Kay screams for help, and Eric & Brooke come to investigate. Kay tells them about her dream, and the trio then unsuccessfully look all over the house for David. Kay is sadly convinced that David is dead, but Eric assures her that it was just a nightmare and that David is probably off on the coast somewhere taking photos. Eric and Brooke then proceed to spend the next two days searching the surrounding areas for David while Kay sits around on the porch in a daze working on, and then tearing up a drawing in her sketchbook. Kay finally gets off her ass and slowly investigates the abandoned theater, and eventually stumbles upon David’s headless corpse, which has been hung up from the rafters like a trophy!

Kay tells the others about her grisly discovery. She also tells Brooke that she has seen his slayer in her dreams, and if she goes to sleep they will all be killed. “Have you ever had nightmare that was so real, that you thought it was actually happening?” Brooke tells Eric about Kay’s warning, which leads Eric to tell her a little story about his sister. When they were kids Eric & Kay’s parents gave Kay a kitten for Christmas and two days later they found the animal frozen to death in a meat freezer. Kay said something in her dreams did it. Kay then spent years in therapy because of her nightmares. Later that night, Brooke slips Kay some sleeping pill laced coffee, which is perfectly logical thing to do to a manic depressive person with years of nightmare fixation.

Kay breaks down and again tells Eric about the dream, the same dream over and over again. When poppa gave her the kitten. She woke up screaming, something far away coming at her. It did terrible things, and the more she dreamed it the more real it became. She created the slayer with the dream, and it will keep happening until it no longer needs her to give it life. She then drifts off to sleep against her will. Brooke begins to believe Kay’s story, but Eric remains convinced that something alive -not a dream, dragged David out of bed and killed him. He starts to suspect that the “weird dude” himself Mr. Marsh might be the culprit. In desperation, Eric leaves to go fire off a few emergency flares on the beach. He promises Brooke he won’t be long, and sure enough, he is promptly dispatched by the monster – who drags him away while still screaming for a midnight snack. Brooke makes the mistake of looking for David and takes a pitchfork in the tits for her efforts. If it’s only a nightmare, why is everybody DEAD?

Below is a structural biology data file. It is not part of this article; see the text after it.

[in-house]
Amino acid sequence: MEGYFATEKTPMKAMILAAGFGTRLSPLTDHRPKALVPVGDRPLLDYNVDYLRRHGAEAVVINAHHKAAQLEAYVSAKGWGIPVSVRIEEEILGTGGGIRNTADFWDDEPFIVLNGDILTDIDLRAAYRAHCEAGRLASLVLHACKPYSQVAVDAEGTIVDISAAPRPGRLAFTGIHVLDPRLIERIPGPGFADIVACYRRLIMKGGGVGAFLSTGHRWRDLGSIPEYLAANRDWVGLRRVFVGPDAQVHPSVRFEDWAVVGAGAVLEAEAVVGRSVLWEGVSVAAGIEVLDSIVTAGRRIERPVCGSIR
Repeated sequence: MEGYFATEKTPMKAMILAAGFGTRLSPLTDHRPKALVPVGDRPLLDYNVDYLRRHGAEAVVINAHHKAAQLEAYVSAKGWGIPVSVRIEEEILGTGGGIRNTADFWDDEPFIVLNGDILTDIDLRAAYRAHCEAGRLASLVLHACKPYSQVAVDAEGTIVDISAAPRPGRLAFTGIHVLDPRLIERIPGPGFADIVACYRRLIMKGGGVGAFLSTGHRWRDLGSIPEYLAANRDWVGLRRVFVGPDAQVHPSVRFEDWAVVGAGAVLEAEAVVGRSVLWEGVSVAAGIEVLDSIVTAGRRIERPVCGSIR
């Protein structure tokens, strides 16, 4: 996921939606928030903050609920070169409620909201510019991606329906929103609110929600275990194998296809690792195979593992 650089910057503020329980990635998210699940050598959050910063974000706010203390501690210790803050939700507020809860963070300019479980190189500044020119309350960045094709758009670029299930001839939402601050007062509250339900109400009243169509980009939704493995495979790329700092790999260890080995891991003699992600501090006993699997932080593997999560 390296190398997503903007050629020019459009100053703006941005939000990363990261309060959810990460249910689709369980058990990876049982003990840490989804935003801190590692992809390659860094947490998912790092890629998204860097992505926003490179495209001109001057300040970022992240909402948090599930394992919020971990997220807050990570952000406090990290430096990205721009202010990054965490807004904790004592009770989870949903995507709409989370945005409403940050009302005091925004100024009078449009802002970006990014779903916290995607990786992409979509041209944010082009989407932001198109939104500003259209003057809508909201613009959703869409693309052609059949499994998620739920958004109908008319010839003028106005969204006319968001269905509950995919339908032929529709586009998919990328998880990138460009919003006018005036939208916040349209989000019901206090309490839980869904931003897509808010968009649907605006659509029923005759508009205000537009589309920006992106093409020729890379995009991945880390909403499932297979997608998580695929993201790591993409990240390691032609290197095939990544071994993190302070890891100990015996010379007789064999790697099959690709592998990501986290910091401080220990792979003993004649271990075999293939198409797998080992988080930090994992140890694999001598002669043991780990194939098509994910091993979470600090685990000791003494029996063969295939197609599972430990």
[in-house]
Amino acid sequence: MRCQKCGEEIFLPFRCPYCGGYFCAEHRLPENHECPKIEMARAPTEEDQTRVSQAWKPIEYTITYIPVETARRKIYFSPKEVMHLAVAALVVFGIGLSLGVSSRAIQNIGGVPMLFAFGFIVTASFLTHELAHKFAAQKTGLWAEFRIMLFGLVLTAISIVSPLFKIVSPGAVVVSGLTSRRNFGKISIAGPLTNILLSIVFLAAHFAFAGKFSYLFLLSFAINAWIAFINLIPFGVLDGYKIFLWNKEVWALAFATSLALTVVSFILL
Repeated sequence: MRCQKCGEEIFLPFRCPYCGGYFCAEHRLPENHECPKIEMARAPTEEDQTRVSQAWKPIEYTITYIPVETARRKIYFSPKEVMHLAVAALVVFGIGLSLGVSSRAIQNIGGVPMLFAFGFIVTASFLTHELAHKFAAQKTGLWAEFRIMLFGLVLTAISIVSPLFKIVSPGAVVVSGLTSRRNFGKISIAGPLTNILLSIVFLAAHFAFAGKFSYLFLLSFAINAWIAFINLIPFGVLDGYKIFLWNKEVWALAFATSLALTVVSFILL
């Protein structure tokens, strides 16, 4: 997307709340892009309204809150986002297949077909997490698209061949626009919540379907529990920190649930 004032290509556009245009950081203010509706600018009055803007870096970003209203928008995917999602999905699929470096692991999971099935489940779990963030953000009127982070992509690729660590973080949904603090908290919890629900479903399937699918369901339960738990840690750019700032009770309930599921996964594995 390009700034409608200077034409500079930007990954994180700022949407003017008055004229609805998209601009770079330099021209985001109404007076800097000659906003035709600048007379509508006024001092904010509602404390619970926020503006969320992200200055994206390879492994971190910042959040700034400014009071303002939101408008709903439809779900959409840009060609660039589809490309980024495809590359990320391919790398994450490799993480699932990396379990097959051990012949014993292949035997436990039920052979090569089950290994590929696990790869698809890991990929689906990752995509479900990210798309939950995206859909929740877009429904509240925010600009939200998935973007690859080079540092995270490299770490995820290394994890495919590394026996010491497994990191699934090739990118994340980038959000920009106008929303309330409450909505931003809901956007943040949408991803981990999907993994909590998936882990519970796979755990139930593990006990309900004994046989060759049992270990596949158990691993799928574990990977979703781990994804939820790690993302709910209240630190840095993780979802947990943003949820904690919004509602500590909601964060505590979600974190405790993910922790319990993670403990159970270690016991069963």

This leaves Kay all alone in her world of dreams. She wakes up the next morning and wanders the beach in horror as she discovers the rotting remains of her brother and step-sister. She then locks her doors and windows and tries in vain to prepare herself for a final battle against her unholy creation. She searched through the dark corridors of the unknown only to find terror that strikes again and again. She could not anticipate a web of diabolical horror. This time the nightmare is real. Tonight she will face the slayer!

THE SLAYER has to be one of the most underrated and overlooked low budget horror flicks ever. I am a huge fan of this one and think it gets better every time I watch it. From start to finish, this flick has an unmistakable, eerie, dream like quality. It’s also punctuated with some really nice gory moments like the aforementioned decapitation and pitchfork impalement, and it features one of the coolest looking monsters in horror history. Most horror flicks with triple the budget can’t manage to be this convincing. There’s something about these low budget early 80’s horror flicks that just scream absolute perfection to me, and THE SLAYER is a prime example of that. It’s all about the little moments. My favorite scene in this one is the incredible “head in bed” gag, which I find be truly disturbing. There’s something about the way that the head opens it’s eyes and seems to be alive that really gives me the chills.